Why choose Poland?
“There are great connections between Italy and Poland. First of all, a fabric of very small and medium sized businesses, “says ICE president Riccardo Maria Monti. “Poland – said Monti – has been able to use EU funds intelligently and with great certainty. And there are still large spaces and great opportunities for investment in services, aerospace, biotechnology, and information technology. In addition to infrastructure, machinery manufacturing, fashion and food. ” To push Italian companies to Poland is also the cultural affinity that in the delocalisation choices becomes an obvious advantage to Asia. “For us, we count on logistics, we need to be close to car manufacturers and Poland in this gives us great benefits. But the characteristics of Polish laborers are very well adapted to our way of doing business, “explains Alberto Bombassei, President of Brembo. “I believe that Italy and Poland,” adds Bombassei, “can work together because they can be complementary.” Other elements of undoubted advantage are political stability and security, in spite of everything; legislation aligned with Union standards; a labor cost that remains competitive with western countries, especially with regard to skilled labor. despite everything; legislation aligned with Union standards; a labor cost that remains competitive with western countries, especially with regard to skilled labor. despite everything; legislation aligned with Union standards; a labor cost that remains competitive with western countries, especially with regard to skilled labor.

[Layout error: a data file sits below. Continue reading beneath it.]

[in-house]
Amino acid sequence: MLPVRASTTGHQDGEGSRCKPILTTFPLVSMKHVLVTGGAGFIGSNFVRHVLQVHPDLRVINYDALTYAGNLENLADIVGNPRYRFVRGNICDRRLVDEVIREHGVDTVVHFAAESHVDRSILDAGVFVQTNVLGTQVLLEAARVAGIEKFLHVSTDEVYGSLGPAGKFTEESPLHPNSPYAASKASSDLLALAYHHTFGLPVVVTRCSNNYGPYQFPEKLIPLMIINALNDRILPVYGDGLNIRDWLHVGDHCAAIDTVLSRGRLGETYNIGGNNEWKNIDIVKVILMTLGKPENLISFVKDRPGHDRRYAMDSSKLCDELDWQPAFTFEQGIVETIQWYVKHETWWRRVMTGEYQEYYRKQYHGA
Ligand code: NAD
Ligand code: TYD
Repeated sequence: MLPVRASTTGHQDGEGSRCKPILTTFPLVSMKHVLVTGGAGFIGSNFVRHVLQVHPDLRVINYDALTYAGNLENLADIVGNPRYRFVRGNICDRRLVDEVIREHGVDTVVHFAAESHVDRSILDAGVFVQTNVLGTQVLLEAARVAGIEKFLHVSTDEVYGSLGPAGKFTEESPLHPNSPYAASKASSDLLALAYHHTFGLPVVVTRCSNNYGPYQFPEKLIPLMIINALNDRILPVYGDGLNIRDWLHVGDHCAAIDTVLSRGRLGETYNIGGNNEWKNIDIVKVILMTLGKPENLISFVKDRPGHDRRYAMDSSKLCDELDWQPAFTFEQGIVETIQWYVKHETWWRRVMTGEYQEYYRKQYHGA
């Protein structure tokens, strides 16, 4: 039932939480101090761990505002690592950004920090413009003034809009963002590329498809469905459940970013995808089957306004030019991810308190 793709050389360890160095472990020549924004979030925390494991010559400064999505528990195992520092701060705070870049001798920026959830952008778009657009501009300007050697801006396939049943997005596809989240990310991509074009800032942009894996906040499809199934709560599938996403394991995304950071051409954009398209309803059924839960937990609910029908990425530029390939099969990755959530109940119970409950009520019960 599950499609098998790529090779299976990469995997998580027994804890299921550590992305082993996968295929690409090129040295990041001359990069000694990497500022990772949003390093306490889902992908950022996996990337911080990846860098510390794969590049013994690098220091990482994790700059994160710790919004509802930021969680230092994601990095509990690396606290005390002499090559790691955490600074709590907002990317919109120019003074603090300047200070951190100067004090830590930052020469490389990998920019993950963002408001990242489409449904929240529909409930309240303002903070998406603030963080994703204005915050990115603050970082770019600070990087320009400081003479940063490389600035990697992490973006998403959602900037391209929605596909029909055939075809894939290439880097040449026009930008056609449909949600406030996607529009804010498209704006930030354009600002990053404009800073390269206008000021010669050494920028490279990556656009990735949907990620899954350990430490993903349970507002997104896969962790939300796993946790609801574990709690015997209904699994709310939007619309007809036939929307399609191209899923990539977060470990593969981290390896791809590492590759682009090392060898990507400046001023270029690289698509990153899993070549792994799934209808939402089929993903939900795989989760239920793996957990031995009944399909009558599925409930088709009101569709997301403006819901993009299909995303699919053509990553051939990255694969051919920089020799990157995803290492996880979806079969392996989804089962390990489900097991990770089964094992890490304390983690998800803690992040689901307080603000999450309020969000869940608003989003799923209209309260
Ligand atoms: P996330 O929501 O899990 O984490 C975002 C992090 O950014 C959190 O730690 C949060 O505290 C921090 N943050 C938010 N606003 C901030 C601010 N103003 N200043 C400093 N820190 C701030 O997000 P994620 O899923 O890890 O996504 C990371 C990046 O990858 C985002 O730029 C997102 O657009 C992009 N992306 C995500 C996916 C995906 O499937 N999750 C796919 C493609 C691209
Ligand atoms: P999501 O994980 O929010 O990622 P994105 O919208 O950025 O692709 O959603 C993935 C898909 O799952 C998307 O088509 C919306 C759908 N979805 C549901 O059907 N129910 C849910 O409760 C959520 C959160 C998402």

Spaces and areas of further development
Italy is the fourth supplier of Polish market goods and the fifth buyer of products coming from Poland. Even during the European crisis, Polish demand for made in Italy has always been above the seven billion euros, with an exchange rate of over 16 billion euros. Italian investment stocks in Poland reached 10 billion euros. According to Kpmg’s analysis, agro-food, automotive, luxury goods, textiles and footwear, and tourism are the areas where the cooperation between Italy and Poland can be developed the most. “Today, 22% of the luxury products in Poland come from Italy,” explains De Gaspari. Huge routings have been made in infrastructure, but highways and railways have yet to be improved: a handicap for the area but also an opportunity for Italian construction companies. Poland also has the urgent need to renew and modernize its predominantly coal-fired power plants and 70% older than more than thirty years. The conservative Warsaw Government in the newly launched Sustainable Development Plan has identified aerospace, armaments, automotive, shipbuilding, chemistry and agri-food as areas where there may be even closer cooperation between Italy and Poland.